Audit report: Hong Kong police bought HK$4.6 million worth of tactical gear at short notice ahead of Xi Jinping’s visit for handover anniversary
- The equipment and outfits were bought with a view to resisting potential clashes and stabbing by sharp objects for security shutdown
- The report criticised police for being too restrictive in their brief for the call for tenders
Hong Kong police hurried to buy batches of HK$4.6 million worth of tactical gear capable of resisting clashes and sharp objects right before president Xi Jinping’s visit to the city last year for the 20th anniversary of the handover, the audit report revealed.
The decision of the procurement for the Police Tactical Unit was made in January 2017, according to the report, and the force was looking for a type of material that could resist physical impacts and stabbing with sharp objects to protect officers, after studying causes of injury cases among the police.
The Post understands that the beefed-up gear could have been for the Special Duties Unit (SDU) – commonly known as the Flying Tigers – a prime and elite unit tasked with countering terrorist attacks, underwater searches and hostage rescue situations.
“Apart from the material, the design for cushioning effect against physical impact, the weight and the number of pieces in a full suit were also taken into account,” the report stated, quoting the tender recommendation.
Around two months ahead of Xi’s visit in late June, the force could only find one conforming offer out of seven tenders at a contract sum of HK$4.64 million, and one material out of three that are commonly used for manufacturing personal protective equipment.
“Upon the Security Bureau’s advice, the material name and other details are not disclosed to minimise the risk of compromising the force’s operational capability,” the report stated, as the quantity of the suits that arrived in June last year remained unknown.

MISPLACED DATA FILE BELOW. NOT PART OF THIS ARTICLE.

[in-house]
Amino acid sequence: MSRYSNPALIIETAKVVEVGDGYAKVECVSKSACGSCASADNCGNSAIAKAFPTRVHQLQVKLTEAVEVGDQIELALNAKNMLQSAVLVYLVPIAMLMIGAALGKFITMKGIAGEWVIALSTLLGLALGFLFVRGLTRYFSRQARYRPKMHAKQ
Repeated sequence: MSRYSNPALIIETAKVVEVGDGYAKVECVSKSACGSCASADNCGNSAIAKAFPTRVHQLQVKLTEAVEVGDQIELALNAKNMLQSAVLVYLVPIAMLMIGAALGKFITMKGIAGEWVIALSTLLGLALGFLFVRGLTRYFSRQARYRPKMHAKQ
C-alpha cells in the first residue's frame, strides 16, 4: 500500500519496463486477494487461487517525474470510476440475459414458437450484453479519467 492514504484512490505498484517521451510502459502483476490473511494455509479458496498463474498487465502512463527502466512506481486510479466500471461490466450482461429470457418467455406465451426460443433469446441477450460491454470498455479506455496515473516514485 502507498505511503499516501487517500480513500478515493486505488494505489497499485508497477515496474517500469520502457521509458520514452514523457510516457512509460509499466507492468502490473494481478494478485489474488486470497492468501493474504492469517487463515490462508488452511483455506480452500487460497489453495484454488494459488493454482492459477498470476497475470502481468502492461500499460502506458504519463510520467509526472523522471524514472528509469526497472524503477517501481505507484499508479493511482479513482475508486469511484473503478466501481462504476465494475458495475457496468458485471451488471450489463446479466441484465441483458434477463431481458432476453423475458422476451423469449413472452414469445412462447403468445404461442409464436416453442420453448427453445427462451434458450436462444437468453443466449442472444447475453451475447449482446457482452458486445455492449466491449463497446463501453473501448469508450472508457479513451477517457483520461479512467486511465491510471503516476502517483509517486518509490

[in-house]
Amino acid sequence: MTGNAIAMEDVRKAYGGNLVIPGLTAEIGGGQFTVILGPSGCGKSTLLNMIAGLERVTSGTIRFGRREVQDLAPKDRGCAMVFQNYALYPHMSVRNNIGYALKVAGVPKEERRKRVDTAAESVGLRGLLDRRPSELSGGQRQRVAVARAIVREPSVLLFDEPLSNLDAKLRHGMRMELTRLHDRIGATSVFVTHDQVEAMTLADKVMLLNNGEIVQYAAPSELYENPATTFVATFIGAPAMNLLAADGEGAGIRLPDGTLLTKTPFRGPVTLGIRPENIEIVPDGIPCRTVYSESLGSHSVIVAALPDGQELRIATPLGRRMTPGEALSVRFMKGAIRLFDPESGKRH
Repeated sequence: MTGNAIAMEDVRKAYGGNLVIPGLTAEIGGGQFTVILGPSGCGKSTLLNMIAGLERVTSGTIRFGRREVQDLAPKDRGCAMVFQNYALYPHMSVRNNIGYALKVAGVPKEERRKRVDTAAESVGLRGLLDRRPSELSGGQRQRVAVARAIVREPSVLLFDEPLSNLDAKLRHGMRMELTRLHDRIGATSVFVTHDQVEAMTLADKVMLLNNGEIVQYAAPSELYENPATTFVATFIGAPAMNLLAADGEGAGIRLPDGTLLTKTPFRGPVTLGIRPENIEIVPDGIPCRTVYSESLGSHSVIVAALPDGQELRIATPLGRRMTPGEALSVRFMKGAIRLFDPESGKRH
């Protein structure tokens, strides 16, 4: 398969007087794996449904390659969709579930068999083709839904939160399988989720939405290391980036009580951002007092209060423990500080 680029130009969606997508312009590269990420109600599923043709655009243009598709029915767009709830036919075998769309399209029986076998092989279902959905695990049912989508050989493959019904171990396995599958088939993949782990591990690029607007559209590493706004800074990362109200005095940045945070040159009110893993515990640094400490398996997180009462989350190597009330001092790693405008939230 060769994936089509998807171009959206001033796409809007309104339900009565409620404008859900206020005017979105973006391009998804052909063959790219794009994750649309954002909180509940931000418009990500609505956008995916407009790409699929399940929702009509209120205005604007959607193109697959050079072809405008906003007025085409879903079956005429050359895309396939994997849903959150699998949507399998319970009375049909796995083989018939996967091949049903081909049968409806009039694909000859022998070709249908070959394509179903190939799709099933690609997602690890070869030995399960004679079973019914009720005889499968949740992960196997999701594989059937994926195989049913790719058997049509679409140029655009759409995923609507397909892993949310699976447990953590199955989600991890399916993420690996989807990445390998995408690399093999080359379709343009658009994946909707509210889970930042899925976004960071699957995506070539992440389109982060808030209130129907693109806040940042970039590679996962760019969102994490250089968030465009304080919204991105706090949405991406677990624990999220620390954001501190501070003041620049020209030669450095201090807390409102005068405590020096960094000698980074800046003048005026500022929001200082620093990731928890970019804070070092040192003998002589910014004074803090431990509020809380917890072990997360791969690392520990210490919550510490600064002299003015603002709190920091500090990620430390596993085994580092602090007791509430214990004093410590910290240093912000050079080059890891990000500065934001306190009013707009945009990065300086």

Due to the short notice, the force’s Operations Wing received approval to waive tender document clearance by the Department of Justice before the invitation for tenders invitation in early February 2017.
The audit watchdog criticised the force for limiting innovative solutions and restricting competition by placing too narrow a brief on the material to be used as tenderers might have been able to offer new technologies or products.
Hong Kong police provided an unprecedented blanket security shutdown when Xi began his three-day visit to the city on 29 June last year to mark the 20th anniversary of its return to Chinese sovereignty and to oversee the swearing-in of a new chief executive.
Some 11,000 police, or more than one-third of the force, including snipers from the SDU, were deployed to protect Xi and first lady Peng Liyuan at different observation posts along the official motorcade route.
Building work on the Wan Chai waterfront was suspended. And, to prevent vehicle attacks, the force deployed about 300 security barriers, weighing two tonnes each, to ring the two hotels the government delegation was using and the Convention and Exhibition Centre in Wan Chai.
About a dozen marine police boats operated by the SDU conducted 24-hour patrols around Victoria Harbour.